I had another dinner at the Pub with Simon, who told me he’s really into astrology. The married woman – he, too, forgets and says “girl” – he’s seeing is a Gemini, and Simon says Geminis are frequently bisexual. He said Naomi definitely is, and I told him I am, too. (I’m sure it was no surprise.)

Simon is becoming a good friend. I like discovering things about him, like the fact that his grandmother was a whore, and I like telling him about me. On the drive to Rockaway, we discovered that he grew up on same block as Scott: they were in first grade together and even had a fist fight.

I admire Simon in many ways; he’s had a rough life.

Friday, October 25, 1974

Last evening, I futilely tried to capture the essence of the old LaGuardia lobby in fiction. Today, at the college, it seemed as though it was somehow the good old days again. On the local TV news I just watched, the Brooklyn College situation was the lead story (so what if they pronounced the “K” in Kneller’s name?).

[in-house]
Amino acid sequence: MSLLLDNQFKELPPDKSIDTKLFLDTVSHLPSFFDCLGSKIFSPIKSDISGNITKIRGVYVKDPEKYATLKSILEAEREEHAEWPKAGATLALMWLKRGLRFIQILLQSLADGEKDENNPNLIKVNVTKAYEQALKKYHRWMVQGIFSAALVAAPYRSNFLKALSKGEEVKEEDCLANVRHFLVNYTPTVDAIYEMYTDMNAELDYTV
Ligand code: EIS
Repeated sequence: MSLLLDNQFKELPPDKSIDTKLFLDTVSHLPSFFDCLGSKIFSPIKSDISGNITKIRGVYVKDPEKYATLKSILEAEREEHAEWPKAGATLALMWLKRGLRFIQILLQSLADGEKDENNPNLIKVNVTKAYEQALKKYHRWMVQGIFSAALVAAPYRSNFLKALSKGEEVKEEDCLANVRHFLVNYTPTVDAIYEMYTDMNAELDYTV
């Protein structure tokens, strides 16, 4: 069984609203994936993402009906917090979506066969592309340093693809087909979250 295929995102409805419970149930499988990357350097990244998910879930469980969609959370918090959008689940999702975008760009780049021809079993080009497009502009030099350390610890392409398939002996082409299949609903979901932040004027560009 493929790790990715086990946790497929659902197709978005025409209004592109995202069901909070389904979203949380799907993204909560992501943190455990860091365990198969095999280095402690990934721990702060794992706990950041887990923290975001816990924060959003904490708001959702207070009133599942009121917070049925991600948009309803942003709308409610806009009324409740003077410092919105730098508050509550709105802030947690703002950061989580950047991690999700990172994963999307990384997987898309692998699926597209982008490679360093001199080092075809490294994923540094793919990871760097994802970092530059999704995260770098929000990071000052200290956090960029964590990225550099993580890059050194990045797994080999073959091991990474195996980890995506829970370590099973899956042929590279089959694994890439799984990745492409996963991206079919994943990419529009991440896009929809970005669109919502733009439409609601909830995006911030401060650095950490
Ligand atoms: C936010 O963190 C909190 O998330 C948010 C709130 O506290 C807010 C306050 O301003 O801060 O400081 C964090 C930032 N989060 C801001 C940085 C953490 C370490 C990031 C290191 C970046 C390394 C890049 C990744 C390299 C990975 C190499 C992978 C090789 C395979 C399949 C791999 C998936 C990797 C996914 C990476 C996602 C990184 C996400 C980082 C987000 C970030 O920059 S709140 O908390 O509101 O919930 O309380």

After the four-day sit-in protesting Kneller’s hand-picked Puerto Rican Studies chairman and yesterday’s raid and mass arrests, tensions were high at the college.

I arrived on campus at noon, just as the rally was about to begin. As I approached, some Puerto Rican fellow told me, “Remember: keep cool, man,” leading me to wonder if he thought I looked like a violent rabble-rouser.

In LaGuardia, I found Mike and Cindy, and Mandy and Kenny; the “new look” slimmed-down Stanley arrived right after I did.

I told Stanley how good he looked. “Yes, now women give me meaningful glances on the subway,” he said. “But I still won’t give them my seat.”

Everyone was running around as the scent of revolution was again in the air, although Stanley said to me, “We’ve both seen better revolutions in the old days.”

Some bimmie rushed into LaGuardia, looking upset. “This isn’t a student government rally,” he said. “It’s a fucking leftist rally!” Stanley, Mike and I cracked up when we heard that.

“This place is like a Frank Capra movie,” Stanley said. Everyone rushed around so that people would know that they were important parts of The Movement.